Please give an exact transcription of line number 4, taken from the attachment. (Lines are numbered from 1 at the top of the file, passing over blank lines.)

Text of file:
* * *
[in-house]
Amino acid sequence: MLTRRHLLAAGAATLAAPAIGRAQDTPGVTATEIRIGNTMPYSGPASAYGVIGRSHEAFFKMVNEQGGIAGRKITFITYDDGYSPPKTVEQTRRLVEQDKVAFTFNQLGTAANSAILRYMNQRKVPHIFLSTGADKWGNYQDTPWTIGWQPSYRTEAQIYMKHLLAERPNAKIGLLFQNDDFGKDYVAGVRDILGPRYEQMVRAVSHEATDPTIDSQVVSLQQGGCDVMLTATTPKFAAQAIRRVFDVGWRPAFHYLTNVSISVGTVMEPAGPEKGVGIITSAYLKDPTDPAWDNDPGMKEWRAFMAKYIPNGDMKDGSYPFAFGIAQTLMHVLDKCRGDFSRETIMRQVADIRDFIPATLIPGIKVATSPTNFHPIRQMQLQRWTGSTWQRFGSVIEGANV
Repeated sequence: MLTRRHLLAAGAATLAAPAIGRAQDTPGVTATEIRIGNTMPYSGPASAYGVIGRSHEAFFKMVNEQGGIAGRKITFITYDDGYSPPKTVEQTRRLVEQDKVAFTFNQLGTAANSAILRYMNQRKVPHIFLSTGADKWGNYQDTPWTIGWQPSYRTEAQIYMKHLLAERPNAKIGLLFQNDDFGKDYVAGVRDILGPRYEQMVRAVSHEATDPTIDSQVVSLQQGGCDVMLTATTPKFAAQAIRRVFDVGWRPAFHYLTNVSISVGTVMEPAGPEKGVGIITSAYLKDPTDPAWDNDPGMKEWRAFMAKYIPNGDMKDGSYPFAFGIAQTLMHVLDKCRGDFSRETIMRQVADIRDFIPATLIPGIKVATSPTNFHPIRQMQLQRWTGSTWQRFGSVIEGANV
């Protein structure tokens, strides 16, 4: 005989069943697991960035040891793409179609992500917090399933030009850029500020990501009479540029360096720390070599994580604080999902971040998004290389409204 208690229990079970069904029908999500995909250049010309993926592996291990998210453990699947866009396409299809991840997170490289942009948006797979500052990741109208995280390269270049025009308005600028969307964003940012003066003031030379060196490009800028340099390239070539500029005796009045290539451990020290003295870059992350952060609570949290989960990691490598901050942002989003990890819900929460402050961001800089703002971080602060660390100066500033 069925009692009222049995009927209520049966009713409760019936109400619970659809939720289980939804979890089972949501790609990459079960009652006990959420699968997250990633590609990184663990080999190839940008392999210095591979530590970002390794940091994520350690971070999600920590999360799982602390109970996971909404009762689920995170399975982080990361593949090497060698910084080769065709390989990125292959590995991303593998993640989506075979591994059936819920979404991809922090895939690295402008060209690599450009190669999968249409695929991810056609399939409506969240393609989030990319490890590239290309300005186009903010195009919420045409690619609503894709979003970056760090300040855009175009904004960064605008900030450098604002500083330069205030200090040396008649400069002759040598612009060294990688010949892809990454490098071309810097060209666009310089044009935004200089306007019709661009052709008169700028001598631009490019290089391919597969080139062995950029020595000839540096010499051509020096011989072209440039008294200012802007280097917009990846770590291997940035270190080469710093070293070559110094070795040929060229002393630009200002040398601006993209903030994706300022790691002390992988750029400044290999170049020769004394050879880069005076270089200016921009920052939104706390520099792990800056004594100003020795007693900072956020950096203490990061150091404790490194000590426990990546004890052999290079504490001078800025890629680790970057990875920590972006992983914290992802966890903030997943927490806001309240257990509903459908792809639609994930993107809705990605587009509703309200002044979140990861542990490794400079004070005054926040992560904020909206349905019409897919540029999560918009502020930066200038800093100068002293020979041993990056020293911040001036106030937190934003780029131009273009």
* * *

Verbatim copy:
């Protein structure tokens, strides 16, 4: 005989069943697991960035040891793409179609992500917090399933030009850029500020990501009479540029360096720390070599994580604080999902971040998004290389409204 208690229990079970069904029908999500995909250049010309993926592996291990998210453990699947866009396409299809991840997170490289942009948006797979500052990741109208995280390269270049025009308005600028969307964003940012003066003031030379060196490009800028340099390239070539500029005796009045290539451990020290003295870059992350952060609570949290989960990691490598901050942002989003990890819900929460402050961001800089703002971080602060660390100066500033 069925009692009222049995009927209520049966009713409760019936109400619970659809939720289980939804979890089972949501790609990459079960009652006990959420699968997250990633590609990184663990080999190839940008392999210095591979530590970002390794940091994520350690971070999600920590999360799982602390109970996971909404009762689920995170399975982080990361593949090497060698910084080769065709390989990125292959590995991303593998993640989506075979591994059936819920979404991809922090895939690295402008060209690599450009190669999968249409695929991810056609399939409506969240393609989030990319490890590239290309300005186009903010195009919420045409690619609503894709979003970056760090300040855009175009904004960064605008900030450098604002500083330069205030200090040396008649400069002759040598612009060294990688010949892809990454490098071309810097060209666009310089044009935004200089306007019709661009052709008169700028001598631009490019290089391919597969080139062995950029020595000839540096010499051509020096011989072209440039008294200012802007280097917009990846770590291997940035270190080469710093070293070559110094070795040929060229002393630009200002040398601006993209903030994706300022790691002390992988750029400044290999170049020769004394050879880069005076270089200016921009920052939104706390520099792990800056004594100003020795007693900072956020950096203490990061150091404790490194000590426990990546004890052999290079504490001078800025890629680790970057990875920590972006992983914290992802966890903030997943927490806001309240257990509903459908792809639609994930993107809705990605587009509703309200002044979140990861542990490794400079004070005054926040992560904020909206349905019409897919540029999560918009502020930066200038800093100068002293020979041993990056020293911040001036106030937190934003780029131009273009």